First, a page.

Q&As

The assignee of a mixed use premises vacated the commercial part of the premises over two years before the end of the term, leaving substantial rent arrears, but left residential tenants occupying the residential parts of the premises. The landlord has brought claims for the outstanding rent as it has fallen due and pursued the guarantor of the assignee, serving section 17 notices on the guarantor under the Landlord and Tenant (Covenants) Act 1995, but now wishes to recover possession: (1) has the landlord waived his right to forfeit by serving the section 17 notices?; (2) does the landlord need to serve a section 146 notice on the assignee before bringing forfeiture proceedings?; (3) does any notice need to be served on the residential tenants?

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Published on LexisPSL on 16/08/2017

The following Property Disputes Q&A provides comprehensive and up to date legal information covering:

  • The assignee of a mixed use premises vacated the commercial part of the premises over two years before the end of the term, leaving substantial rent arrears, but left residential tenants occupying the residential parts of the premises. The landlord has brought claims for the outstanding rent as it has fallen due and pursued the guarantor of the assignee, serving section 17 notices on the guarantor under the Landlord and Tenant (Covenants) Act 1995, but now wishes to recover possession: (1) has the landlord waived his right to forfeit by serving the section 17 notices?; (2) does the landlord need to serve a section 146 notice on the assignee before bringing forfeiture proceedings?; (3) does any notice need to be served on the residential tenants?
  • Waiver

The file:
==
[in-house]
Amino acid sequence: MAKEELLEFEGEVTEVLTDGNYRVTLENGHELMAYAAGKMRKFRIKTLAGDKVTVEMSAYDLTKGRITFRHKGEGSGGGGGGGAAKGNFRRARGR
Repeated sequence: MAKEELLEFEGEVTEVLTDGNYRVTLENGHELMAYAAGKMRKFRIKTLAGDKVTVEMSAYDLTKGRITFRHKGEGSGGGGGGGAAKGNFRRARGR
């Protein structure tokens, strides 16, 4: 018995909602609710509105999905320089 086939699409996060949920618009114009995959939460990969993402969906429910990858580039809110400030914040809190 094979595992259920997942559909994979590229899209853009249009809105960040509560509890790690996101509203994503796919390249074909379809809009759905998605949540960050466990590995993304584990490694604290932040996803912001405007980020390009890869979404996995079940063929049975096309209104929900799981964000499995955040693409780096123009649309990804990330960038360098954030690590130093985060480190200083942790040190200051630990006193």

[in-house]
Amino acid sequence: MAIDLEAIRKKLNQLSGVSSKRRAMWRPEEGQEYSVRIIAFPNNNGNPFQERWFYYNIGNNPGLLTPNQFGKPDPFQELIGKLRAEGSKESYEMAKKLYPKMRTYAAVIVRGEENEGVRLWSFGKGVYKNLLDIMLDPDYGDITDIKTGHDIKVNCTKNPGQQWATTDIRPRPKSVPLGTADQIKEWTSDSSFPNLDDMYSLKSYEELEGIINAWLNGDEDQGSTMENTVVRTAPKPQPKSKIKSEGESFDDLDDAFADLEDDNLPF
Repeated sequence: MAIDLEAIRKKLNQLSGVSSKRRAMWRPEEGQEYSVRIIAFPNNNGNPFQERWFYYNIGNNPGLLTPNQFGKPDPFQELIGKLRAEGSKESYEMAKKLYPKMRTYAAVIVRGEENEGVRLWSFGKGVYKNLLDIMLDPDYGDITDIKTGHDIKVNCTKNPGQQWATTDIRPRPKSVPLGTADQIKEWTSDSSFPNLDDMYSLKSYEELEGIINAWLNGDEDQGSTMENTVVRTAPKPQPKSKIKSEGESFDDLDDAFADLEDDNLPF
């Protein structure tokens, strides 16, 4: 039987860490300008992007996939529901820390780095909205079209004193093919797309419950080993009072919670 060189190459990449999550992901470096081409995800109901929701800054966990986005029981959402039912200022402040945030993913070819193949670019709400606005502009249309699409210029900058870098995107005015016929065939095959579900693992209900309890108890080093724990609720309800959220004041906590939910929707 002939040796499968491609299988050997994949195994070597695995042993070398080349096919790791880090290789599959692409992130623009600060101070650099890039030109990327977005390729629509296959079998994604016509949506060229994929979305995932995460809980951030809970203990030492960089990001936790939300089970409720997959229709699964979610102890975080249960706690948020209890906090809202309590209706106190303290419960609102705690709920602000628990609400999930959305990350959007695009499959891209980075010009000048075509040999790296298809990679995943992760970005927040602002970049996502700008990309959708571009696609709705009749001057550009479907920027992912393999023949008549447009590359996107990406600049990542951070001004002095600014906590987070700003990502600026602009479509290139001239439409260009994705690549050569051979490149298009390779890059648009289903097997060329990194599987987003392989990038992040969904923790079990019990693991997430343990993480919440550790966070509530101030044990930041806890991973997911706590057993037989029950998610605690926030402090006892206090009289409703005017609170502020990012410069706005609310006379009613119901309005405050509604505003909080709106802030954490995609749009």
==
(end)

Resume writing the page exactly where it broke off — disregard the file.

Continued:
• Forfeiture

Waiver

A landlord will waive the right to forfeit, if in full knowledge of a breach of covenant, he takes steps which unequivocally confirms the existence of the lease. Examples include demanding and accepting rent, and it is likely that the service of a section 17 notice on a former tenant and guarantor would also amount to a waiver of the right to forfeit. If so, as the non-payment of rent is a once and for all breach of covenant, the landlord would need to wait for a fresh right to forfeit to accrue, such as for the non-payment of the next rent due, before steps could be taken to forfeit.

For further guidance, see Practice Note: Forfeiture of a lease.

One point to note, is that a party which is served with a section 17 notice and who pays the sums claimed in full, is entitled to call for an overriding lease. Such a request must be made to the landlord in writing within 12 months of the payment being made. For further guidance, see Practice Note: Former tenants, guarantors and overriding leases.

Forfeiture

As the property consists of residential parts, unless the landlord is completely certain that all residential occupie

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